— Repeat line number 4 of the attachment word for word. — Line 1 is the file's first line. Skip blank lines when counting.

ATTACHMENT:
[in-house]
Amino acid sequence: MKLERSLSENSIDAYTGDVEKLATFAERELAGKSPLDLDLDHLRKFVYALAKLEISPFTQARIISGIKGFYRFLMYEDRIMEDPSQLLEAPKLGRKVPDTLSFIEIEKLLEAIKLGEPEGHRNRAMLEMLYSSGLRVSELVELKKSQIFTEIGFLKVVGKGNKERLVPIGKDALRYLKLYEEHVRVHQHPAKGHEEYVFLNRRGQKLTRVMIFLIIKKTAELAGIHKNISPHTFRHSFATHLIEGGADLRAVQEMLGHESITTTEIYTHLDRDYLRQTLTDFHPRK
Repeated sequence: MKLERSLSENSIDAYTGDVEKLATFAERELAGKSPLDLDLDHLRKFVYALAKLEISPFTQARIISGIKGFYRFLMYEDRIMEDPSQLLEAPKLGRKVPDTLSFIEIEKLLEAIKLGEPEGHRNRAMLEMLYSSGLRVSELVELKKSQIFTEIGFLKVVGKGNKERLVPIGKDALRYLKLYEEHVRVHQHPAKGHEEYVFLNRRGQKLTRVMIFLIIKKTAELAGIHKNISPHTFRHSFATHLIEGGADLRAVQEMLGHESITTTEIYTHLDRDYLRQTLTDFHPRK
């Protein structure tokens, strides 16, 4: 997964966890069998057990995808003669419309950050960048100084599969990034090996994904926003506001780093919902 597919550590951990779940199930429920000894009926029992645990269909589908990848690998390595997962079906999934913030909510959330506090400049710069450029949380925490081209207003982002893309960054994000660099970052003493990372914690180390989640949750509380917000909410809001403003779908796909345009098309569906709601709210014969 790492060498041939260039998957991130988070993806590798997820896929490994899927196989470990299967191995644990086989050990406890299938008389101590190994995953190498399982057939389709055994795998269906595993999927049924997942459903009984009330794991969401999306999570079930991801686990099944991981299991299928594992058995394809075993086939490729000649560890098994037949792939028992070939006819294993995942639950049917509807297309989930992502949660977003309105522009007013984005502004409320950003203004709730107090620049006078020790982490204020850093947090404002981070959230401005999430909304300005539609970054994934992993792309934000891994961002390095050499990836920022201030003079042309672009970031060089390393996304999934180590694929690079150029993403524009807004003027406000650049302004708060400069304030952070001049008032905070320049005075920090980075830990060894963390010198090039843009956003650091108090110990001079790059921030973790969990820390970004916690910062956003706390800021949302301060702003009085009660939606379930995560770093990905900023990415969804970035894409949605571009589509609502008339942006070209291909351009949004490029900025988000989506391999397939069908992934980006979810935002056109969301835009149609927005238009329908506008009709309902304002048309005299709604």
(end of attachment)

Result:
């Protein structure tokens, strides 16, 4: 997964966890069998057990995808003669419309950050960048100084599969990034090996994904926003506001780093919902 597919550590951990779940199930429920000894009926029992645990269909589908990848690998390595997962079906999934913030909510959330506090400049710069450029949380925490081209207003982002893309960054994000660099970052003493990372914690180390989640949750509380917000909410809001403003779908796909345009098309569906709601709210014969 790492060498041939260039998957991130988070993806590798997820896929490994899927196989470990299967191995644990086989050990406890299938008389101590190994995953190498399982057939389709055994795998269906595993999927049924997942459903009984009330794991969401999306999570079930991801686990099944991981299991299928594992058995394809075993086939490729000649560890098994037949792939028992070939006819294993995942639950049917509807297309989930992502949660977003309105522009007013984005502004409320950003203004709730107090620049006078020790982490204020850093947090404002981070959230401005999430909304300005539609970054994934992993792309934000891994961002390095050499990836920022201030003079042309672009970031060089390393996304999934180590694929690079150029993403524009807004003027406000650049302004708060400069304030952070001049008032905070320049005075920090980075830990060894963390010198090039843009956003650091108090110990001079790059921030973790969990820390970004916690910062956003706390800021949302301060702003009085009660939606379930995560770093990905900023990415969804970035894409949605571009589509609502008339942006070209291909351009949004490029900025988000989506391999397939069908992934980006979810935002056109969301835009149609927005238009329908506008009709309902304002048309005299709604």